At the University of Michigan Life Sciences Institute researchers have discovered why cold-blooded animals, such as worms, flies and fish live longer in cold environments.
They have identified a genetic program that promotes longevity of roundworms in cold environments-and interestingly this genetic program also exists in warm-blooded animals, including humans.
"This raises the intriguing possibility that exposure to cold air-or pharmacological stimulation of the cold-sensitive genetic program-may promote longevity in mammals," said Shawn Xu, LSI faculty member and the Bernard W. Agranoff Collegiate Professor in the Life Sciences at the U-M Medical School.
Scientists had long assumed that animals live longer in cold environments because of a passive thermodynamic process, reasoning that low temperatures reduce the rate of chemical reactions and thereby slow the rate of aging.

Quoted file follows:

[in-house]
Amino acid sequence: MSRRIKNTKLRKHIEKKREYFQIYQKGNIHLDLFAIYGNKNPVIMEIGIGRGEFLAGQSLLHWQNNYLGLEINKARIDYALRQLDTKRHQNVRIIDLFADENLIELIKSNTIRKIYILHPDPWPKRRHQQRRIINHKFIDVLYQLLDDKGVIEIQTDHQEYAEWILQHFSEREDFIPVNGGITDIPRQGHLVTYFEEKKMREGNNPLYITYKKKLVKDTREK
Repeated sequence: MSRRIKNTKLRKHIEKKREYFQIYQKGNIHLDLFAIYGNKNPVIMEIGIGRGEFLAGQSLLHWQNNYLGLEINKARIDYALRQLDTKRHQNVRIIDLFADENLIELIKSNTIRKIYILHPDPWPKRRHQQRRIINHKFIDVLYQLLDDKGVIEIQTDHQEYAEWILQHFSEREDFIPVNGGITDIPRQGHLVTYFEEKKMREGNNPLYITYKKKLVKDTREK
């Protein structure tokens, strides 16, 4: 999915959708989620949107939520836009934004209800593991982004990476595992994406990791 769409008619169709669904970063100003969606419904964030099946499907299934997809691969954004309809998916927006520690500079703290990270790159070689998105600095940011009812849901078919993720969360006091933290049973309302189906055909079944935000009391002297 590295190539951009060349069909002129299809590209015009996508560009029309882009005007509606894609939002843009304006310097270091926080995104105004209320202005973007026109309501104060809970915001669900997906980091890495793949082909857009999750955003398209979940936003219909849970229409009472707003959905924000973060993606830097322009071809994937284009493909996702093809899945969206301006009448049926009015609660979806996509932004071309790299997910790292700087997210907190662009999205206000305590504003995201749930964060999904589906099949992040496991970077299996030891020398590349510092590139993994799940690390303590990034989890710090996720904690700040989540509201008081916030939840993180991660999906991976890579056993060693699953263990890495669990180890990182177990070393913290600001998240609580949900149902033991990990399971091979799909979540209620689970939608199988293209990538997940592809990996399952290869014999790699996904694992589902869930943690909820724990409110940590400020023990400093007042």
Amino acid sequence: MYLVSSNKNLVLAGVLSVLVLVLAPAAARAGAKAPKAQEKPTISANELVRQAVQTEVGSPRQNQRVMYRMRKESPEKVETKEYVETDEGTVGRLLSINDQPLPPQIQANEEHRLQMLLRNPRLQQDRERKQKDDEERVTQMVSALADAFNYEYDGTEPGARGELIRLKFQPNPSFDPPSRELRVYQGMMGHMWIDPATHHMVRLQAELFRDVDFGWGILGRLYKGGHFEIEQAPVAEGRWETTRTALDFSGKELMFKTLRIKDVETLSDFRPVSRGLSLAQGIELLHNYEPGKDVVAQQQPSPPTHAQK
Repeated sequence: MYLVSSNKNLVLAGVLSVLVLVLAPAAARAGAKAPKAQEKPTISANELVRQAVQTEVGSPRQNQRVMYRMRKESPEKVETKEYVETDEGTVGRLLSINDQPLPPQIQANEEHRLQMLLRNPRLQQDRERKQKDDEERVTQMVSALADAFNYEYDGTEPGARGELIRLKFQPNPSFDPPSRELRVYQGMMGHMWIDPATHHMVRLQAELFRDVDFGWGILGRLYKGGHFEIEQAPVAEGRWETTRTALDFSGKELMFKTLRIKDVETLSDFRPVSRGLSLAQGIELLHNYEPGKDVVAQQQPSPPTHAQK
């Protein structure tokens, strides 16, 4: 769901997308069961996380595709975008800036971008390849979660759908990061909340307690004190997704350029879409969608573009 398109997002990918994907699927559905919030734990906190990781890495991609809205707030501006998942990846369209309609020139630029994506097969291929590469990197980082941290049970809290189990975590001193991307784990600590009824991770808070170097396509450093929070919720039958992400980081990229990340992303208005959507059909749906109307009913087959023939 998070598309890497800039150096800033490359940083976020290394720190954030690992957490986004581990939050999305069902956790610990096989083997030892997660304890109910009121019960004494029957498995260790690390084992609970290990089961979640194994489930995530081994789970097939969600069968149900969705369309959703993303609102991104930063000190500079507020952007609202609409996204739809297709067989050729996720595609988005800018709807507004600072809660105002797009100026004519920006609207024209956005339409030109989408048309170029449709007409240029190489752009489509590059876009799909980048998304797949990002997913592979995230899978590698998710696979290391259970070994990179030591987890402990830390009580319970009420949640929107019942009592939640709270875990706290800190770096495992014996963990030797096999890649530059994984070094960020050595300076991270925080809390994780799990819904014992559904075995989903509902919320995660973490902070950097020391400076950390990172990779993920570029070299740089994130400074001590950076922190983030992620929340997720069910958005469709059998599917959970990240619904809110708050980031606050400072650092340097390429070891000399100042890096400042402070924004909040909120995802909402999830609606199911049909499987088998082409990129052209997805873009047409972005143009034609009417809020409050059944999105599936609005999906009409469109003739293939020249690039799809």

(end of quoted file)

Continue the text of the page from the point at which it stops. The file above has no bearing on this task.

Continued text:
"But now, at least in roundworms, the extended lifespan observed at low temperature cannot be simply explained by a reduced rate of chemical reactions. It's, in fact, an active process that is regulated by genes," Xu said.
Xu found that cold air activates a receptor known as the TRPA1 channel, found in nerve and fat cells in nematodes, and TRPA1 then passes calcium into cells. The resulting chain of signaling ultimately reaches DAF-16/FOXO, a gene associated with longevity. Mutant worms that lacked TRPA1 had shorter life spans at lower temperatures.
Because the mechanisms identified by Xu and his collaborators also exist in a range of other organisms, including humans, the research suggests that a similar effect might be possible.
Xu added that in addition to cool temperatures, the spicy condiment wasabi activates TRPA1 as well, and that feeding wasabi to nematodes increases their life spans.
"Maybe we should be going to sushi restaurants more often," he said.
The research was published online in the journal Cell.